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Gamereactor UK

Gaming's Defining Moments No. 26

With Sega releasing Monster World Collection on Xbox Live Arcade and bringing out Monster World IV to the Western audience for the first time officially, we felt it was time to take a look at the game that is suspiously missing from the XBLA Collection - Wonderboy III: The Dragon's Trap.

Originally released in 1989 on Master System, Wonderboy III: The Dragon's Trap is the direct sequel to Wonderboy in Monsterland and it is referred to as Monster World II in Japan. It was also released as Dragon's Curse on TurboGrafx-16 (Adventure Island in Japan), devoid of any Wonderboy references.

What the Master System box looked like.

The game employs a system of shape changes and a somewhat non-linear approach that resembles that of Metroid (1986) and later Castlevania titles. The game starts out with our hero in his natural "Hu-Man" shape as he makes his way through a castle to face the "Mecha Dragon". It mirrors the end of Wonderboy in Monsterland, but when defeating the dragon Wonderboy is cursed and transformed into Lizard-Man losing his equipment as a result. As you search for the Salamander Cross - a powerful artefact that can break the curse you find and defeat various other dragons unlocking more shapes such as Mouse-man, capable of running up walls and ceilings made out of chequered blocks, Piranha-Man, who can swim underwater, and more. A special room allows you to switch between the shapes you have unlocked and thus you can go back and find secrets in places you were not able to reach previously.

This was one of the first game I ever got for my Master System and as a 9 year-old it was more than a challenge. The game employed a save system, and in order to play as the later shapes I recall we had to use various codes from magazines. Not only were the enemies rather pesky (the flamethrowing cloud called "Hovering Smog" you face early on as Lizard-Man comes to mind), but it was a challenge just to make out where you were supposed to head next it what seemed like a maze of doors and secret passages. It's still a challenge, even if it's easier to make out the structure now and how you're meant to tackle each challenge now that we've grown a little older. Back in the day it was because of this reason that I liked the predecessor Wonderboy in Monsterland more, as it presented the player with easy to understand linear levels (even if towards the end they got a bit labyrinth-like).

Piranha-Man, Lion-Man and Mouse-Man respectively.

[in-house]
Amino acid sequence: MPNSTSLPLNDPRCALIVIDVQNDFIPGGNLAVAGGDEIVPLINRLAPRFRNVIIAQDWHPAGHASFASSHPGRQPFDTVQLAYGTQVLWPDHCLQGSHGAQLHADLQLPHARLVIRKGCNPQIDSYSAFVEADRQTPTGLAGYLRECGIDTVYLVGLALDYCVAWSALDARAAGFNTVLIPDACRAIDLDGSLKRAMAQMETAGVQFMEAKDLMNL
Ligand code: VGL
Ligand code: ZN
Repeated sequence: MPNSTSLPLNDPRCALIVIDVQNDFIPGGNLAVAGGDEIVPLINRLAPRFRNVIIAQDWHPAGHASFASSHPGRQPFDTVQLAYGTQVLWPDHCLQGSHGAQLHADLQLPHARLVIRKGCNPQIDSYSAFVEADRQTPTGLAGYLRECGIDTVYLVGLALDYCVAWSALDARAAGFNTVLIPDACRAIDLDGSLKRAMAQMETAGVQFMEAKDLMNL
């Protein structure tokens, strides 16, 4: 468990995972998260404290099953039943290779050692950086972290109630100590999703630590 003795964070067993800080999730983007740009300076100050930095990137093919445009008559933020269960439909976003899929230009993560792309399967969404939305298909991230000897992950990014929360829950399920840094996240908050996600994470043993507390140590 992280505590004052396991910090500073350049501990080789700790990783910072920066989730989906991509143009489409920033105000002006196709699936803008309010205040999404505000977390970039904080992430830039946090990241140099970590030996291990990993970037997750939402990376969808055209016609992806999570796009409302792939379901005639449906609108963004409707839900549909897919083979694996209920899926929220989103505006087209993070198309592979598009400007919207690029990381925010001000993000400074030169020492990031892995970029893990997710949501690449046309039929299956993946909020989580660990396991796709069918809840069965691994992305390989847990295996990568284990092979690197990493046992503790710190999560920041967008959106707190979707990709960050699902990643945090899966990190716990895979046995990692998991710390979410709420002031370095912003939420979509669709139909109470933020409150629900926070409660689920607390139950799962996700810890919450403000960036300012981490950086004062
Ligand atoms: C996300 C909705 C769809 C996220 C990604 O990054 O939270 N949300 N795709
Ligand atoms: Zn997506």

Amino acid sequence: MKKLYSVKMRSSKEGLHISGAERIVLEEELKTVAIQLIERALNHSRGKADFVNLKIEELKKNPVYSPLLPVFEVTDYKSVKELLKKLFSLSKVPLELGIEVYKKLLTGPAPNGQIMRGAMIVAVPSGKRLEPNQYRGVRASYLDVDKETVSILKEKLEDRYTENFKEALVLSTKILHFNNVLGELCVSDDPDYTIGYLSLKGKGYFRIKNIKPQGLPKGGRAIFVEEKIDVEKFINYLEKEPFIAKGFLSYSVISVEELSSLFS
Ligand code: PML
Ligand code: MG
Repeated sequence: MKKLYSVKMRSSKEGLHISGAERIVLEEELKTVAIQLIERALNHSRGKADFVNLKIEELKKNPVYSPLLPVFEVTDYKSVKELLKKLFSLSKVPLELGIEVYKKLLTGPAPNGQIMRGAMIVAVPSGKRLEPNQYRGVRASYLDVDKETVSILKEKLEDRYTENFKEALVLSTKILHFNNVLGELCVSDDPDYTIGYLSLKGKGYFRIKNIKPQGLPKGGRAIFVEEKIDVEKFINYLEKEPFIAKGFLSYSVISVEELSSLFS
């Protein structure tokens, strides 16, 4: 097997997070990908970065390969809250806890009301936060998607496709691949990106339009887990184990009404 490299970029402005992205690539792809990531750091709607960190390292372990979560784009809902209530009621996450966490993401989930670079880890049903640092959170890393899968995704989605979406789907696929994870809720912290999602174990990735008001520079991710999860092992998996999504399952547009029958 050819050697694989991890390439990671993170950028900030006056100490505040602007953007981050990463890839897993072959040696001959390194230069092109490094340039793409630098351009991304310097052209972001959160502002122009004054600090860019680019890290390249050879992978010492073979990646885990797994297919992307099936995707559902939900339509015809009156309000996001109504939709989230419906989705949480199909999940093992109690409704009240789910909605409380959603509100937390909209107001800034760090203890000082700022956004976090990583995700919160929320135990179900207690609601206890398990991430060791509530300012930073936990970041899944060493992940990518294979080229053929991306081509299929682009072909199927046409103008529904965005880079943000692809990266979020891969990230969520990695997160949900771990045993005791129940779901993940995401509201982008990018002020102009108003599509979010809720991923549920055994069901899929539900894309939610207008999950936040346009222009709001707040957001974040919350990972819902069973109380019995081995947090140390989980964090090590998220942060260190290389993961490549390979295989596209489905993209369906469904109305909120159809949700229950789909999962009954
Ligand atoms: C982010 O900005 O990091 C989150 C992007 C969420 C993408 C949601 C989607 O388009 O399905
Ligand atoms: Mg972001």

Wonderboy has a complex history, Westone developed the games, Sega owned the license, the games got alternative releases without Wonderboy, and after the fourth Monster World game that was only released for Mega Drive in Japan the franchise was basically abandoned in favour of Sega's brighter stars including Sonic and the likes of Virtua Fighter and so on. It's a shame, because even if Wonderboy never really rivalled his Nintendo equivalent Link in terms of sales or perhaps even quality, there was something unique and very enjoyable about the Monster World games and unlike most games from this era they have aged really well.

And the confusion was, of course not lessened by the fact that the Monster World games had very little to do with the original skateboarding and tomahawk throwing kid from the the platform game and with an additional twist for added confusion an arcade style sidescrolling shooting with platform elements called Wonderboy III: Monster Lair (yes, another Wonderboy III). This game was originally released in arcades back in 1988, but came to Mega Drive in 1991 (two years after The Dragon's Trap).

A map of the start of the game where you go to fight the Mecha Dragon. (From

Why Sega choose not to include this game in the Monster World Collection is an absolute mystery as for once there was a chance to bring the entire series together in one place. But you can still find the game on Virtual Console under its Turbografx-16 name Dragon's Curse.

This strange smoking pirate pig was someone we often met at the town church in order to get a password with our progress.

What makes The Dragon's Trap stand out today is it's non-linear approach, wealth of secrets, and the wonderful design it features. And while the controls are a little "slippery" it's still worth dusting off the old Master System to have a go and try and make it all the way to the Salamander Cross at the end of the game.

"Good night, brave warrior. Good night, Monster-Land."